depositional environment coalbed methane enrichment condition gas content Taiyuan Formation Shanxi Formation 


Unable to display preview. Download preview PDF.

Unable to display preview. Download preview PDF.



This research was supported by the National Science and Technology Major Project (2016ZX05041004-003), the China Geological Survey Scientific Research Project (1212011220794, DD20160204-03, and DD20160204-YQ17W01) and the PhD Research Foundation of Liaoning Technical University (20181124 and 20170520312).


  1. Adegoke A K, Abdullah W H, Hakimi M H (2015). Geochemical and petrographic characterization of organic matter from the upper cretaceous Fika shale succession in the Chad (Bornu) Basin, northeastern Nigeria: origin and hydrocarbon generation potential. Mar Pet Geol, 61(6): 95–110CrossRefGoogle Scholar
  2. Bohacs K M, Suter J R (1997). Sequence stratigraphic distribution of coaly rocks: fundamental controls and paralic examples. AAPG Bull, 81(10): 1612–1639Google Scholar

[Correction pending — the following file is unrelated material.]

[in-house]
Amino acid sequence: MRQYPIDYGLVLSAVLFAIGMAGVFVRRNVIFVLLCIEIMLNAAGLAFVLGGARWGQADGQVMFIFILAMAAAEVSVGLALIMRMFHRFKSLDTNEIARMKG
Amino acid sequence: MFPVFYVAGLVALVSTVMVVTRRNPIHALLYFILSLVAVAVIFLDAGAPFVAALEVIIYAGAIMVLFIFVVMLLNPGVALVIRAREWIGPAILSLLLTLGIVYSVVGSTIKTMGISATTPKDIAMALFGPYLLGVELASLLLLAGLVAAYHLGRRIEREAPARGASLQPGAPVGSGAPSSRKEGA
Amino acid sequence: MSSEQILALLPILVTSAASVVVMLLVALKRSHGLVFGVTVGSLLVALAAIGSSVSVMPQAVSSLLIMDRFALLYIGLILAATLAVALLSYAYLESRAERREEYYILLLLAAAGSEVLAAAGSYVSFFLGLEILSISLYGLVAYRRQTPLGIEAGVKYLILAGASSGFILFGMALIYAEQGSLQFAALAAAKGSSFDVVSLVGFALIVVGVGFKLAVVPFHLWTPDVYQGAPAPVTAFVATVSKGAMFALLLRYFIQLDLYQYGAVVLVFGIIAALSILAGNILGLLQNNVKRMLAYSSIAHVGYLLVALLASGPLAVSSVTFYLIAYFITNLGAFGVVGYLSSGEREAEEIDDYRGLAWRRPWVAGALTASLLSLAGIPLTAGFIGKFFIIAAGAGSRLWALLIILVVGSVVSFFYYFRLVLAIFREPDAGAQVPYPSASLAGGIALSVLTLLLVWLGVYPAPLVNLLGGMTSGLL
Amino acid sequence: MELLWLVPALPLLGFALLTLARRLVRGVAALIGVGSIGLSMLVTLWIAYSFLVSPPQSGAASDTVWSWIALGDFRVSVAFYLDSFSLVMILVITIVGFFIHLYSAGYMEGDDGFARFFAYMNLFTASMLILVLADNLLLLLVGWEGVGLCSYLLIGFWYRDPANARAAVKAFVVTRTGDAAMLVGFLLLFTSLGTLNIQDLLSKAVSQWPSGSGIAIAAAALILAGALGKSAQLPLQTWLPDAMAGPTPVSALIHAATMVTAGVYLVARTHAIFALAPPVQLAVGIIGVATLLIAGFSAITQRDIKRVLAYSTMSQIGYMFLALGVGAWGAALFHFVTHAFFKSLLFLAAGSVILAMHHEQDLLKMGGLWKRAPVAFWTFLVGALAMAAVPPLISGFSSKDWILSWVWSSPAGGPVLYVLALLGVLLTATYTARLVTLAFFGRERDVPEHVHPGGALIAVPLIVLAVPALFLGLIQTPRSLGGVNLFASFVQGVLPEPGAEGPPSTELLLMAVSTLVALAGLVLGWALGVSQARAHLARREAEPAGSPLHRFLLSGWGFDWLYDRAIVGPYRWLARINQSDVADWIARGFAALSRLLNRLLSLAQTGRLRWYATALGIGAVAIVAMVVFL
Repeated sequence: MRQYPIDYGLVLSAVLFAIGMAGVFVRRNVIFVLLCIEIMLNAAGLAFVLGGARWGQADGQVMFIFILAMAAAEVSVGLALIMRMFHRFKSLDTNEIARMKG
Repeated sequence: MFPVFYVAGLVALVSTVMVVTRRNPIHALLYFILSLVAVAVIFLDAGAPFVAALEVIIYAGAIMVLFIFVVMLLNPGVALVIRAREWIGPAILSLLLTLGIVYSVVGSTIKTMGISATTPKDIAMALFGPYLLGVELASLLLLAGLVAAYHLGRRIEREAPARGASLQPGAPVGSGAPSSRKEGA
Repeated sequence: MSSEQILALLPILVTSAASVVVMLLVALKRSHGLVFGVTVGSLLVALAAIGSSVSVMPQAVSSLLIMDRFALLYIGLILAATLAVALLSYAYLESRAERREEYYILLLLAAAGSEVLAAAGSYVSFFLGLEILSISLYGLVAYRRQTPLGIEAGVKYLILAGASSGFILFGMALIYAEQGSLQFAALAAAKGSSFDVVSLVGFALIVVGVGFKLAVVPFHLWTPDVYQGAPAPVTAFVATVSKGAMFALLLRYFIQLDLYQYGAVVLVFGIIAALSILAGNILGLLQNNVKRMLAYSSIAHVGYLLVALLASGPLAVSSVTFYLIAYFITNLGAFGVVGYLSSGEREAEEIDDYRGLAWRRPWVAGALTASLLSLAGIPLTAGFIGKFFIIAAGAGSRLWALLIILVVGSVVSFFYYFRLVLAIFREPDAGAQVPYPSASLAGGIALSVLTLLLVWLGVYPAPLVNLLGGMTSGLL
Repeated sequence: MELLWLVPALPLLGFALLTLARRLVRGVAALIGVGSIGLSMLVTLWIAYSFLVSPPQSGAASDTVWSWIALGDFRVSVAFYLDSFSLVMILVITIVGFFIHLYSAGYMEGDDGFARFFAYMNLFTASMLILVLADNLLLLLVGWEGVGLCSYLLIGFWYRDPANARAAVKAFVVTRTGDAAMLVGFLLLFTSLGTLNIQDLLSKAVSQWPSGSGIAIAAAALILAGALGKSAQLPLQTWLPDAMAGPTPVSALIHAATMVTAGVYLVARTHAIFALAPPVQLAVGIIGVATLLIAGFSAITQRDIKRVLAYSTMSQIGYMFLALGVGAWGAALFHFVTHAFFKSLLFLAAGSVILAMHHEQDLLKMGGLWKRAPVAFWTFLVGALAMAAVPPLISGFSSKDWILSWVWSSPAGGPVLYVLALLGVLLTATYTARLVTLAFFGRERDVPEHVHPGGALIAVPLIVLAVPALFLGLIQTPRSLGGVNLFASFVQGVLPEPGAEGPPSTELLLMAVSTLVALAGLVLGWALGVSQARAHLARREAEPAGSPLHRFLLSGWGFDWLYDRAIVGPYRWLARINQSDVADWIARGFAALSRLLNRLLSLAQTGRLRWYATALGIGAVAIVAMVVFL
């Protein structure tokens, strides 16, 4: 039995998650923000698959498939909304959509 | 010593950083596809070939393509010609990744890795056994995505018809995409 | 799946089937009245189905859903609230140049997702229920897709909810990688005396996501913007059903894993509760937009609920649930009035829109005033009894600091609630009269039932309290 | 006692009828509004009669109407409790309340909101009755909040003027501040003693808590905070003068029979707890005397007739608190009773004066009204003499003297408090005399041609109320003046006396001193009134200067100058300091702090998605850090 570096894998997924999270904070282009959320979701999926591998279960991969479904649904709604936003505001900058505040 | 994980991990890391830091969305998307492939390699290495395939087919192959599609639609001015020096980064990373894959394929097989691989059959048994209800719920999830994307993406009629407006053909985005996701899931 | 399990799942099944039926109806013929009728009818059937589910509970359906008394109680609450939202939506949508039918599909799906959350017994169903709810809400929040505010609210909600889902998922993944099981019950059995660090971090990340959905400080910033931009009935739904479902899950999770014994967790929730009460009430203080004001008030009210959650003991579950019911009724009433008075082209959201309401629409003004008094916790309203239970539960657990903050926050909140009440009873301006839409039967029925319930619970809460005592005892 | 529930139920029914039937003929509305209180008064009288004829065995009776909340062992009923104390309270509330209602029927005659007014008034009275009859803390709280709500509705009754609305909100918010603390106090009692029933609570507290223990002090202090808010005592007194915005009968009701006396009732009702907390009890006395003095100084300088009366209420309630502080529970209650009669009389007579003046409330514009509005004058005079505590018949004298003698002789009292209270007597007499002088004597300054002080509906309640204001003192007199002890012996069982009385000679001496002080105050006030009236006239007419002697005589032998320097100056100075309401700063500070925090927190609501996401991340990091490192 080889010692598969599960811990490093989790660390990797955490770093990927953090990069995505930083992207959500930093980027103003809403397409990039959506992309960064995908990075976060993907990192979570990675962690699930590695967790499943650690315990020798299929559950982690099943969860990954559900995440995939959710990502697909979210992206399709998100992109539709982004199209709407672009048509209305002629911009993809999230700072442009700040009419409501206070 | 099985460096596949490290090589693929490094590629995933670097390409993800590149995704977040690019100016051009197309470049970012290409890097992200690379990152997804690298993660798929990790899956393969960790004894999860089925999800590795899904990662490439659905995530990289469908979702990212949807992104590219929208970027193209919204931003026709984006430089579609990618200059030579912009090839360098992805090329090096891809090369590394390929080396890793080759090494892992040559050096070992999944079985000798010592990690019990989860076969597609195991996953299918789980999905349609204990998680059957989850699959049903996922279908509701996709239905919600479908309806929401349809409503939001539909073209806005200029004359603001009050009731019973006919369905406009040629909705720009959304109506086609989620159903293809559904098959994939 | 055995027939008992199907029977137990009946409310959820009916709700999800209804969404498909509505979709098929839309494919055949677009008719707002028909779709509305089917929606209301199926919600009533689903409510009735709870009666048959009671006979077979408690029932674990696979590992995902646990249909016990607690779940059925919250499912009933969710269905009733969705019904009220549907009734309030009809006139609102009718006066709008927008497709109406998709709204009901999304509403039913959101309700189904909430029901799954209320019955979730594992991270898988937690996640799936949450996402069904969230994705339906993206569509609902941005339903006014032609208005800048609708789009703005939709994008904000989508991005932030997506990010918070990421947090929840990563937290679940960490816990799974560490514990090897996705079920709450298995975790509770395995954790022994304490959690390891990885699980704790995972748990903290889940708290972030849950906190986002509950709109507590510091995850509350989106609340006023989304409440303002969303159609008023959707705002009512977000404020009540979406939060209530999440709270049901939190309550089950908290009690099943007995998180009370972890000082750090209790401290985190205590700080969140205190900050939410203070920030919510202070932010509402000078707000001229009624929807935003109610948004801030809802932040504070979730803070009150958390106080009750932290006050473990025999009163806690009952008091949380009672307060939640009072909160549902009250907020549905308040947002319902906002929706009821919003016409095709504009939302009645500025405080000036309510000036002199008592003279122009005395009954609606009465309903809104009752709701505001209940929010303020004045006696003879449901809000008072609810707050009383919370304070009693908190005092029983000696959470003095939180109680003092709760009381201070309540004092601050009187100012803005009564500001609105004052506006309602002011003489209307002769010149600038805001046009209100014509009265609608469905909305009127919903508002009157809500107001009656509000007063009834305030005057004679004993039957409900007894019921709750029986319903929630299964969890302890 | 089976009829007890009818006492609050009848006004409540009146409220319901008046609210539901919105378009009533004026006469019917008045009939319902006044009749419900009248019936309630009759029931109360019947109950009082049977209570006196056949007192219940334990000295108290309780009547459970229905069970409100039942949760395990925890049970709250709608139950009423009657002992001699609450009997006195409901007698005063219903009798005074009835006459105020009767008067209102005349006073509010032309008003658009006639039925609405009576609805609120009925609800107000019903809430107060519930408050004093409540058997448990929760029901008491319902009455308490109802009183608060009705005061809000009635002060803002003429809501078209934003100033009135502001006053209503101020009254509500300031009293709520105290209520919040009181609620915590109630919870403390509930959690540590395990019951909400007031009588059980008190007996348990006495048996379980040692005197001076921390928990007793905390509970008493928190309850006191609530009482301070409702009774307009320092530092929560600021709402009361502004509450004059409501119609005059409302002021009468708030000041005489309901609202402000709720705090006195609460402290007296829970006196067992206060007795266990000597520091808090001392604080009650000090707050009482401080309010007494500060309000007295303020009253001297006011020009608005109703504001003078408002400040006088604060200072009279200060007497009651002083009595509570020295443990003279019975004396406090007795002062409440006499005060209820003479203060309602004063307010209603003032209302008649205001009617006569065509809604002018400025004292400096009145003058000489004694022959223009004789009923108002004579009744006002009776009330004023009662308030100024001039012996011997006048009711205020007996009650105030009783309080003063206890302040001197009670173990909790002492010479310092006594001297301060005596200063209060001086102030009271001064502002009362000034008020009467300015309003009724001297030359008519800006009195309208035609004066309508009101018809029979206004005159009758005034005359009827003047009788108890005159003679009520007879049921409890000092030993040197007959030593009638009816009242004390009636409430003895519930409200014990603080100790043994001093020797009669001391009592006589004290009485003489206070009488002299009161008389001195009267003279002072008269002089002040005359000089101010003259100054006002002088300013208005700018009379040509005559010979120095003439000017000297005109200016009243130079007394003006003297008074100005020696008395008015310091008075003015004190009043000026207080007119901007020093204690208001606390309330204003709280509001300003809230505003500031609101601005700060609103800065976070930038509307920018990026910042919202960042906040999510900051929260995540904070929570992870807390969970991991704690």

3. Bustin R M, Clarkson C R (1998). Geological controls on coalbed methane reservoir capacity and gas content. Int J Coal Geol, 38(1–2): 3–26CrossRefGoogle Scholar
  4. Deschamps R, Sale S O, Chauveau B, Fierens R, Euzen T (2017). The coal-bearing strata of the Lower Cretaceous Mannville Group (Western Canadian Sedimentary Basin, South Central Alberta). Part 1: stratigraphic architecture and coal distribution controlling factors. Int J Coal Geol, 179: 113–129CrossRefGoogle Scholar
  5. Durska E (2008). A 90 m-thick coal seam in the Lubstów lignite deposit (Central Poland): palynological analysis and sedimentary environment. Geol Q, 52(3): 281–290Google Scholar
  6. Farhaduzzaman M, Abdullah W H, Islam M A (2013). Petrographic characteristics and palaeoenvironment of the Permian coal resources of the Barapukuria and Dighipara Basins, Bangladesh. J Asian Earth Sci, 64: 272–287CrossRefGoogle Scholar
  7. Fu H J, Tang D Z, Xu T, Xu H, Tao S, Zhao J L, Chen B L, Yin Z Y (2017). Preliminary research on CBM enrichment models of low-rank coal and its geological controls: a case study in the middle of the southern Junggar Basin, NW China. Mar Pet Geol, 83: 97–110CrossRefGoogle Scholar